Listing: Medieval moated site. Only surviving visible
moat in the borough. Locally Listed, approved March 2000.
Comment: You can just make out, in the photo above, the
moat (quite dry, of course) as a depression in the grass. On the ground
its much more obvious. All that is left is what you can see and a return
arm to the left.
According to WCC's leaflet, Ashmore Park was one of the estates
which Lady Wulfruna gave to St. Peter's at Wolverhampton in 994 and a moated
farmhouse was built here, probably in the 13th century. They also speculate that
the house may have been used as a summer retreat for the Dean of Wolverhampton
or as a hostel for visitors. Both of these were quite common medieval uses for
outlying estates but there is no actual evidence of such use here. The old
farmhouse was probably taken down when a new one was built in the early 19th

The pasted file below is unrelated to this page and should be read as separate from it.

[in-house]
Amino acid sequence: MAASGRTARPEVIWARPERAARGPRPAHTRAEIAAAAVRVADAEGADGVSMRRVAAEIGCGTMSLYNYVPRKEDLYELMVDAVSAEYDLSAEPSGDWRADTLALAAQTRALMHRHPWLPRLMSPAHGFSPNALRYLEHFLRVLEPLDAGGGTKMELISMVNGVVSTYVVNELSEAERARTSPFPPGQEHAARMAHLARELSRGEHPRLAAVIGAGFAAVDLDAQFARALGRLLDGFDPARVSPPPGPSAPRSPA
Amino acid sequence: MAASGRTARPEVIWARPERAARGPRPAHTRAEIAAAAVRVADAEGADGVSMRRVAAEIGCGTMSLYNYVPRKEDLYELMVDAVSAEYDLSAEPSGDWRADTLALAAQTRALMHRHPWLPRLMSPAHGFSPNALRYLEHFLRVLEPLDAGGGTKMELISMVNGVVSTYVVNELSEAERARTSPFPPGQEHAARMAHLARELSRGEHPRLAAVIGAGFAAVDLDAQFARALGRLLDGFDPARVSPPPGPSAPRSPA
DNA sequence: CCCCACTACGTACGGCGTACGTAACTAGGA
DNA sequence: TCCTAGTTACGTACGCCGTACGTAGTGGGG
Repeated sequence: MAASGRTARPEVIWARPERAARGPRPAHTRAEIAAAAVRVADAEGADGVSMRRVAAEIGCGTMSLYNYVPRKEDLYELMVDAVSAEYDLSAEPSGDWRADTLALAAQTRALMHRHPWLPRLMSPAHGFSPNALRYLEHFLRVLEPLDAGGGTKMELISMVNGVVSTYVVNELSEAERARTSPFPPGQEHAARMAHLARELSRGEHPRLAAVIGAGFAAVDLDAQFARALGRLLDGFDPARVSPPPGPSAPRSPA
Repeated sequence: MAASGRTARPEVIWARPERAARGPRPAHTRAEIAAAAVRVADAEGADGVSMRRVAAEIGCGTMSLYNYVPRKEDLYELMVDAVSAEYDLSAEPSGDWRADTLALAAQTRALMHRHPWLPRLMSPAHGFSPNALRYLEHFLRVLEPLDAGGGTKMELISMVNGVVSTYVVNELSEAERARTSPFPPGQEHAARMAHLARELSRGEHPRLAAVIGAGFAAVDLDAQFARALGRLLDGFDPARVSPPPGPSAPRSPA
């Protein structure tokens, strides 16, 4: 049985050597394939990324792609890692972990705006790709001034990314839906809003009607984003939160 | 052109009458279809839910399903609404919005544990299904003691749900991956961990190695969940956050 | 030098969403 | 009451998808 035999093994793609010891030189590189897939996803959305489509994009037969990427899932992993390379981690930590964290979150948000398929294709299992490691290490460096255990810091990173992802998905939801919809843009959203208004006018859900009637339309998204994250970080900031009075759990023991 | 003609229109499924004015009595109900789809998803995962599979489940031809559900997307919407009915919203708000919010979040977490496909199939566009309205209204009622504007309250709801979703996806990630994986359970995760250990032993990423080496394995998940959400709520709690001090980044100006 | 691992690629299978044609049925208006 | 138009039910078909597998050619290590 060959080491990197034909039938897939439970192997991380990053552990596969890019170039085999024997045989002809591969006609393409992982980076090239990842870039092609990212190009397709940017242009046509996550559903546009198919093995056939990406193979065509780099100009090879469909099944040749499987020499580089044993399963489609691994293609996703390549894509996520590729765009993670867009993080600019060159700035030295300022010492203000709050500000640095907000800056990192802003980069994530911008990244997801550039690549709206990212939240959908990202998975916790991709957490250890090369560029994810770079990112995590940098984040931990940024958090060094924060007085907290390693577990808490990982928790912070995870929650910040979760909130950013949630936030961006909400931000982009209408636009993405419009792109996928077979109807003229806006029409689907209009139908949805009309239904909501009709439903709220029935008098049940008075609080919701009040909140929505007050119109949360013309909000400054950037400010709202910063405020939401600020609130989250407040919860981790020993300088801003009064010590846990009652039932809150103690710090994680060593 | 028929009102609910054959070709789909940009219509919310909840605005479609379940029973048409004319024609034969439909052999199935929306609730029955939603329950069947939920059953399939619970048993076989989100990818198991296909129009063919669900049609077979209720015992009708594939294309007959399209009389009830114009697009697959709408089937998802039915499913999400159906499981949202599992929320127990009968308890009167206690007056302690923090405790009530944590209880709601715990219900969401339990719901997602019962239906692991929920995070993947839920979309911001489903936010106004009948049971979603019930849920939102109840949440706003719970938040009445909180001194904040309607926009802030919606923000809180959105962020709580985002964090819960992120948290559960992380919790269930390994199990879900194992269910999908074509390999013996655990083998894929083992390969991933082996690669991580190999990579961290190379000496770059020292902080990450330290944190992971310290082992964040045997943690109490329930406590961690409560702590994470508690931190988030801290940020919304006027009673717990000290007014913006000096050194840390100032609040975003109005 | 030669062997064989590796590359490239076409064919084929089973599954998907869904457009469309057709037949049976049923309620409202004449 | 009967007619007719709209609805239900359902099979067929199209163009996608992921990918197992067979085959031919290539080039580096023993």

century; that new one was demolished in 1957 and a pub built on its site.
The site is only just within the city - Ashmore Park was a
council estate built, in the 1950s, by Wolverhampton Borough Council outside its
own boundaries; the boundaries were later stretched a bit to incorporate the
estate into the borough. It needs a lot of imagination to visualise the medieval
moated farmhouse, standing roughly where the shops now are, but the
interpretation signs provide a cheerfully imaginative rendering.
The Campaign for Ashmore Park Enterprise managed to get £50,000
from Heritage Lottery funding to promote this site.